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Use your phone while driving and an Ohio proposed law could cost you

Published By ABC 6 on May 3, 2021
Cindy Abrams In The News

COLUMBUS, Ohio (WSYX) — Driving while using a phone could soon cost you $150 or more in Ohio, thanks to a proposed law that would bring the Buckeye State in line with most other states in the U.S.

Rep. Cindy Abrams (R-Harrison) and Rep. Brian Lampton (R-Beavercreek) introduced House Bill 283 on Monday, to ban most use of cell phones while driving in the state. HB 283 would implement a "single-swipe rule," meaning drivers could touch their securely mounted cell phone once to pick up a phone call or adjust GPS navigation.

Holding the phone to use it while driving, or viewing streamed video on a device, would be outlawed and trigger traffic violation fines starting at $150 or more.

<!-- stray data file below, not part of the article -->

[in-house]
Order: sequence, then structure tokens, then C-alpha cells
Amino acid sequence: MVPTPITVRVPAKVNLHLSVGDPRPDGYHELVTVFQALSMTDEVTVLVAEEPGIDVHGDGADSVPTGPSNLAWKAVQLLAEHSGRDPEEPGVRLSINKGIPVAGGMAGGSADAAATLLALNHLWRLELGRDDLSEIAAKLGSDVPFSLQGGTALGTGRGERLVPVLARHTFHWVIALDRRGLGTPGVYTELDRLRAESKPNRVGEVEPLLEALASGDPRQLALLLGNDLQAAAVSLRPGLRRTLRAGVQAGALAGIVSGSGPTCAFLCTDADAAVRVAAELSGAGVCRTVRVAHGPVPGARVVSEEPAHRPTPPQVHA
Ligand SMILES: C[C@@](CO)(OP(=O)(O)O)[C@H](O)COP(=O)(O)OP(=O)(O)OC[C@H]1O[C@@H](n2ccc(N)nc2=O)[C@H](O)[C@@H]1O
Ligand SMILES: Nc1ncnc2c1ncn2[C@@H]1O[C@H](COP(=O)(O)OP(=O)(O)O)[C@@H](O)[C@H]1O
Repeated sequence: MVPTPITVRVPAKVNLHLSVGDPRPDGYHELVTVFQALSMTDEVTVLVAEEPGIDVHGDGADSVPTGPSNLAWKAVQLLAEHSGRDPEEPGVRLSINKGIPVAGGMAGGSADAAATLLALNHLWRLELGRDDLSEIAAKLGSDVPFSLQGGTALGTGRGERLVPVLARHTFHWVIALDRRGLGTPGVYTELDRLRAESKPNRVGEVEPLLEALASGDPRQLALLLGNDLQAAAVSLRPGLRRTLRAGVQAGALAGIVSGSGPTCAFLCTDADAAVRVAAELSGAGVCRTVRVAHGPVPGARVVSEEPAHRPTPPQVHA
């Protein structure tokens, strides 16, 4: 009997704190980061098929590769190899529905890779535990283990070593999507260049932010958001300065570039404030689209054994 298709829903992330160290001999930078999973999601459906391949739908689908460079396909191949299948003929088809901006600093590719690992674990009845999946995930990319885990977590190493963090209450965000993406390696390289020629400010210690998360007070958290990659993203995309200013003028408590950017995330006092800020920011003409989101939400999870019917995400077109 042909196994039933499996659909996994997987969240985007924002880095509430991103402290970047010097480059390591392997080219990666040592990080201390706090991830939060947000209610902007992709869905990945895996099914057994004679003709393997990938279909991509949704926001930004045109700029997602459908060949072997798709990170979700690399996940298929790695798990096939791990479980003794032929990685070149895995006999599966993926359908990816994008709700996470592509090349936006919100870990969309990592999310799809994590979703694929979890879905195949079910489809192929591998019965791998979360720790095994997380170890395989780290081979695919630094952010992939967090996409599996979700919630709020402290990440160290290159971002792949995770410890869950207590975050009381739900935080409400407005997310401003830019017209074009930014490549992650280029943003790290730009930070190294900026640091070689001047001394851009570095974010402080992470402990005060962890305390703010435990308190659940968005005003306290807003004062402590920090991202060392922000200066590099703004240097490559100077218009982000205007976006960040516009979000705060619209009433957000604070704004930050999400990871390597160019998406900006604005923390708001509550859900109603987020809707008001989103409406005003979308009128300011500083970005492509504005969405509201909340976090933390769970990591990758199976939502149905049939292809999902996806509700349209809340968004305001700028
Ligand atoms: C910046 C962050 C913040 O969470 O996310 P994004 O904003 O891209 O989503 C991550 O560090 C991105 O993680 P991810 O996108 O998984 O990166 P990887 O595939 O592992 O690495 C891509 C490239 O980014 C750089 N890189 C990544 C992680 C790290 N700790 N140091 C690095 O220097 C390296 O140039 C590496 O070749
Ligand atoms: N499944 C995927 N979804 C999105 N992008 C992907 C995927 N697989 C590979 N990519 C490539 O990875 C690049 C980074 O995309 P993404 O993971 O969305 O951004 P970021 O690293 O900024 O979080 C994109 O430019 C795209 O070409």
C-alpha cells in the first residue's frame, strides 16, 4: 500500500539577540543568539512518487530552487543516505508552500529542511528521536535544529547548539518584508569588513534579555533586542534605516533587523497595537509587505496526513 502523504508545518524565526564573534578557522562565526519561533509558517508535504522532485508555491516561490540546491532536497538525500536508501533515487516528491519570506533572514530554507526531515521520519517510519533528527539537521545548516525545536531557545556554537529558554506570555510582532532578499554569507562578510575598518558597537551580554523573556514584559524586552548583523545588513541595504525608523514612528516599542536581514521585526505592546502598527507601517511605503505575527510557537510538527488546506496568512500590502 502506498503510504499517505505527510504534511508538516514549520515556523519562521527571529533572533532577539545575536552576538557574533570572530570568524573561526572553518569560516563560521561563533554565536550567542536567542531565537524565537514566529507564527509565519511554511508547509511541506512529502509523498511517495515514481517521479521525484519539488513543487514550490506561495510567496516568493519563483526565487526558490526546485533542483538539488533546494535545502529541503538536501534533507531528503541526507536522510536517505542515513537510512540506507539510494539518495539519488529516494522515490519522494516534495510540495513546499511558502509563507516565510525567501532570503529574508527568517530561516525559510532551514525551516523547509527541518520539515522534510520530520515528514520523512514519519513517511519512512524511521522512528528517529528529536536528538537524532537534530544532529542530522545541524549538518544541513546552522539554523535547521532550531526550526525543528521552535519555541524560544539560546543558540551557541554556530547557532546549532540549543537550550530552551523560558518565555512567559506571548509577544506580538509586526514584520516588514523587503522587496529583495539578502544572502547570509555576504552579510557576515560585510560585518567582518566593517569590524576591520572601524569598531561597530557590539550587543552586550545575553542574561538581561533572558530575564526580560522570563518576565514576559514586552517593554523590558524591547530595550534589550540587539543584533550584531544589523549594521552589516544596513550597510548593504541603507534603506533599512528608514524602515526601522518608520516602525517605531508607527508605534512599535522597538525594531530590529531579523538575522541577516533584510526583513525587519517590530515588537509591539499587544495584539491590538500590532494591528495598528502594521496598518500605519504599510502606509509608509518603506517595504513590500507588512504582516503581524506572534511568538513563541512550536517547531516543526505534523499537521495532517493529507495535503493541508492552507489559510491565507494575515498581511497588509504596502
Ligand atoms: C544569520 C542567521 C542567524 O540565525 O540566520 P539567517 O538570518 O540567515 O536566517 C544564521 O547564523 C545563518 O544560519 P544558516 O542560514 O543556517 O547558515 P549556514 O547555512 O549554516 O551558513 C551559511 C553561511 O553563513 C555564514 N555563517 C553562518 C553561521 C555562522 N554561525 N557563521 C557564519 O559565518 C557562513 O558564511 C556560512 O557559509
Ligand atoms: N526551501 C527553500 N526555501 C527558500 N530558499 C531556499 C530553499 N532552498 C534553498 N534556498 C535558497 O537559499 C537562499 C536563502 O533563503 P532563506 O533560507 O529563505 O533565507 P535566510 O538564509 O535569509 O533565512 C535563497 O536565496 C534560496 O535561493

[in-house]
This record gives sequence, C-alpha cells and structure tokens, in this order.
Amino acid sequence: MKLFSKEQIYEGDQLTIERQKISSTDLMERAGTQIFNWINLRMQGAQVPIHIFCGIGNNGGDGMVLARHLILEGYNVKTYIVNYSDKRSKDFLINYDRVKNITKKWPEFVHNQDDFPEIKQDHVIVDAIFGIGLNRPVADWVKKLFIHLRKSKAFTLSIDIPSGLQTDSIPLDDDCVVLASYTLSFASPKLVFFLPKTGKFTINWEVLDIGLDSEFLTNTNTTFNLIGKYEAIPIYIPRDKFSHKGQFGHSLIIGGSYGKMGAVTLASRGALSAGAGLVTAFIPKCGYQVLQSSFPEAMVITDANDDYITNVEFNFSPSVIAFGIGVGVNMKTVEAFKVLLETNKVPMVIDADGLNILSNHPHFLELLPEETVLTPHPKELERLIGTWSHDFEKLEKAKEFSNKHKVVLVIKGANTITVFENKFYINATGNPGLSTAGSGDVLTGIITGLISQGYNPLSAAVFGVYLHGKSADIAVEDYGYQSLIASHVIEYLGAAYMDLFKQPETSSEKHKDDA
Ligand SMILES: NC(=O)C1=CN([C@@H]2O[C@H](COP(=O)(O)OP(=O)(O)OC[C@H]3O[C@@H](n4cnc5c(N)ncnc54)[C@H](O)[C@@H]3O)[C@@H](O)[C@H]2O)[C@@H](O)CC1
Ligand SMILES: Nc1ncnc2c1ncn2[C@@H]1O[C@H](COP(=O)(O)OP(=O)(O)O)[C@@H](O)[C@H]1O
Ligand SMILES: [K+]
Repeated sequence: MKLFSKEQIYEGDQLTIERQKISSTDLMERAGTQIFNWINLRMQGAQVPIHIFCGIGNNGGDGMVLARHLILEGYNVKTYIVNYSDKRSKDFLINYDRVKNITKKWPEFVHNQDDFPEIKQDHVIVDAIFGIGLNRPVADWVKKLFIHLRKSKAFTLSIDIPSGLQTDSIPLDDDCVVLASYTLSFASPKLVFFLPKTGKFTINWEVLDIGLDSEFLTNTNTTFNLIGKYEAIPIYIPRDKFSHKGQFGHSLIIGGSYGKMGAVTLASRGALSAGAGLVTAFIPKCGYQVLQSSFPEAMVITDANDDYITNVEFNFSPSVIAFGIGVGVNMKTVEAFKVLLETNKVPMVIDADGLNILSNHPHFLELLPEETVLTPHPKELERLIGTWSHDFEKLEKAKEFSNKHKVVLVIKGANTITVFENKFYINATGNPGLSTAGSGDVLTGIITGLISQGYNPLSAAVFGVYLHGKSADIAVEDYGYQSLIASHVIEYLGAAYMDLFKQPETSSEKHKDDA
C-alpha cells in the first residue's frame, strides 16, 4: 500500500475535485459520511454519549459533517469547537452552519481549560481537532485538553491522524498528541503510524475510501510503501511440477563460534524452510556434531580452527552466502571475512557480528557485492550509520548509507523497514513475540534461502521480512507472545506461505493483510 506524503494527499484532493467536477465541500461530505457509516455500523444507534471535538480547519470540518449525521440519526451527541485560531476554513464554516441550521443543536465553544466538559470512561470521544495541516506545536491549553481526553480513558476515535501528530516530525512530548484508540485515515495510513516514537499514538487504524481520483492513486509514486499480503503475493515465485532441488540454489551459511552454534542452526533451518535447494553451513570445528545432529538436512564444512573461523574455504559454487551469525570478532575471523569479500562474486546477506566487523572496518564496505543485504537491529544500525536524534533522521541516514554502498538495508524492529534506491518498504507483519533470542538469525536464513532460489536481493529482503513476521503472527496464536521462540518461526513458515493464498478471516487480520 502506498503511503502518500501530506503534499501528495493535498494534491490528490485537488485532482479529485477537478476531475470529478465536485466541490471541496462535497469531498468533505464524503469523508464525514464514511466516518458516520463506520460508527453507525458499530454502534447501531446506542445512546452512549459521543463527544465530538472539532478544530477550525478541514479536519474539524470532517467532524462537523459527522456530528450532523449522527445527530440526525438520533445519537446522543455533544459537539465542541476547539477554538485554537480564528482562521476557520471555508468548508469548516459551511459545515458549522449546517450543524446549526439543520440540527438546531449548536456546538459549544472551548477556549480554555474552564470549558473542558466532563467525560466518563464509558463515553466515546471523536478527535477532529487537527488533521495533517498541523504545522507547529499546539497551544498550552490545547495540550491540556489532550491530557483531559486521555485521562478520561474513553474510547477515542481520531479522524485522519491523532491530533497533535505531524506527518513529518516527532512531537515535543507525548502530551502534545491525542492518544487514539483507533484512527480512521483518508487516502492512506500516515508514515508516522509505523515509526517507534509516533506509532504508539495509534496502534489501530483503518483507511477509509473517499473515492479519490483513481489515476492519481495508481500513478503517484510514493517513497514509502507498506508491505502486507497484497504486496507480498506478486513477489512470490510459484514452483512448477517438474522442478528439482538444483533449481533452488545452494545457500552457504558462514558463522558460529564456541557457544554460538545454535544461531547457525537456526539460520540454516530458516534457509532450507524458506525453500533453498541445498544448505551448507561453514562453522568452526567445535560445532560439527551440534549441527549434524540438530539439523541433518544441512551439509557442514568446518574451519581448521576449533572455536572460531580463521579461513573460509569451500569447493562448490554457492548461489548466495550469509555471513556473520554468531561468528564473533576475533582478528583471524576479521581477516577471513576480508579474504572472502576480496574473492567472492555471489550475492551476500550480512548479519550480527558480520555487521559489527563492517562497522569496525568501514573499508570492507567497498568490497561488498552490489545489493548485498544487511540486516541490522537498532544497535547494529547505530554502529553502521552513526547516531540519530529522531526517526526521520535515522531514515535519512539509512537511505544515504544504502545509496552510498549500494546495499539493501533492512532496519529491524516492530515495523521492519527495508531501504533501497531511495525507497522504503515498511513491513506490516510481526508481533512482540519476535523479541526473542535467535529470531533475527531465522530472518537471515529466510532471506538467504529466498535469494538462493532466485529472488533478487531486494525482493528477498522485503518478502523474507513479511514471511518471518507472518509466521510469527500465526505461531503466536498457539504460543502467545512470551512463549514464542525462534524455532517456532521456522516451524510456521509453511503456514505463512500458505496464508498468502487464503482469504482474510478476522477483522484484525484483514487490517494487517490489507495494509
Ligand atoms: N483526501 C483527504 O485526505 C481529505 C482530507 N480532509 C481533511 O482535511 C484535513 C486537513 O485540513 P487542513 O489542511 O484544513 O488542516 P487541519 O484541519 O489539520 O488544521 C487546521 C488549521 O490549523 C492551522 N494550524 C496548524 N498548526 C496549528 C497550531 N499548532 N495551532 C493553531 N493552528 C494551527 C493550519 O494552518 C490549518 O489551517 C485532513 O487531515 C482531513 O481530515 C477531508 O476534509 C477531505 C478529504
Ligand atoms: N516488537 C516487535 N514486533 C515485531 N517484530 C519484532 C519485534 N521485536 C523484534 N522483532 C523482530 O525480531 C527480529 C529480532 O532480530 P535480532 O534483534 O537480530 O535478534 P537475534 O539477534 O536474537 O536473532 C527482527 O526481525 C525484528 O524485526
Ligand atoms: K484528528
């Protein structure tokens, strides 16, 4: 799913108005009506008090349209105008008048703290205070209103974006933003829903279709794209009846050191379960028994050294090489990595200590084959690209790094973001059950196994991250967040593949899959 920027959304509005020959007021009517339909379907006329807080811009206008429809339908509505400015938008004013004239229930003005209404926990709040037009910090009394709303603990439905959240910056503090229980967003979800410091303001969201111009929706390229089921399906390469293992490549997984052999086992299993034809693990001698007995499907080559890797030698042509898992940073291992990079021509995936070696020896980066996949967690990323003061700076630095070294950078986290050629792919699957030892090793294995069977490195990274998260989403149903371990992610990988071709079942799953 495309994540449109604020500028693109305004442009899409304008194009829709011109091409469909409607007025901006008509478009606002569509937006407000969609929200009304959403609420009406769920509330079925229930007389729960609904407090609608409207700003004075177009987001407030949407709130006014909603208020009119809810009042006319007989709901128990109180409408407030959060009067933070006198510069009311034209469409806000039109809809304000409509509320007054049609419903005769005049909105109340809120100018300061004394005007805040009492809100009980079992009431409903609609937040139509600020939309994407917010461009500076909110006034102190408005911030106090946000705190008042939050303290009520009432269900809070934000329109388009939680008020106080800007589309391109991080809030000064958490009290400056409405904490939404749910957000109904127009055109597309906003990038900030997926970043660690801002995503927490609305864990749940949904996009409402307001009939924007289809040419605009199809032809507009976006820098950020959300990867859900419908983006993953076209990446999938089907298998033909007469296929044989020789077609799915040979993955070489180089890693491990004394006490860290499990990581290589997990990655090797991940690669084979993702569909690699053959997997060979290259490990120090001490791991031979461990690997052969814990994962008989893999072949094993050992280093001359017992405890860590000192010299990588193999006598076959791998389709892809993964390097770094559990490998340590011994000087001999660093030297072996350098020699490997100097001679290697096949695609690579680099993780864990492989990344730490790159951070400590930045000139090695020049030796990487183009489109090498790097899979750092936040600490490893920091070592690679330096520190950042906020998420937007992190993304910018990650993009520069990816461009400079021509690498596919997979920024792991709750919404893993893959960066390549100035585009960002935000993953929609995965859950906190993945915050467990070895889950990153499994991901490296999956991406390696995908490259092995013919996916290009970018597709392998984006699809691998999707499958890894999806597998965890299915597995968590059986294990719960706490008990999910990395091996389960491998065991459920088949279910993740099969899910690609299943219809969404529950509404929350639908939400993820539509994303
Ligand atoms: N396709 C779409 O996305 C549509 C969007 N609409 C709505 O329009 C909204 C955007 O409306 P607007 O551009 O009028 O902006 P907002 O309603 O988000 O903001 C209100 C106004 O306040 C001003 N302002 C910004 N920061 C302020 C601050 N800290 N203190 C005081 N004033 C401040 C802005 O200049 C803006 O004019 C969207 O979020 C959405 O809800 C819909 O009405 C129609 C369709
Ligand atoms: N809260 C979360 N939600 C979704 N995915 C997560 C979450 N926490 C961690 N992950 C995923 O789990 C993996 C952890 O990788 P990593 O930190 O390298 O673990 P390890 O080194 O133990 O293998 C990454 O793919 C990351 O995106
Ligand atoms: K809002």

“The goal of this bill is to make our state a safer place to travel and reduce the amount of deaths and injuries on our roads," Rep. Abrams said in a news release. On Monday, the group Fix Our Roads Ohio joined in the chorus of support.

"Ohio is one of four states without this law. Every other state but for Ohio and three others have taken this step, to save lives — both pedestrian and traffic fatalities," said Dean Fadel, a member of FOR Ohio and the Ohio Insurance Institute.

The bill was introduced Monday and could hit House committees as soon as this week.

Gov. Mike DeWine originally proposed anti-texting while driving legislation in his budget; the House GOP removed it on the promise of sponsoring a separate bill like HB 283. DeWine is expected to sign the measure if it can pass the House and Senate during this general assembly.

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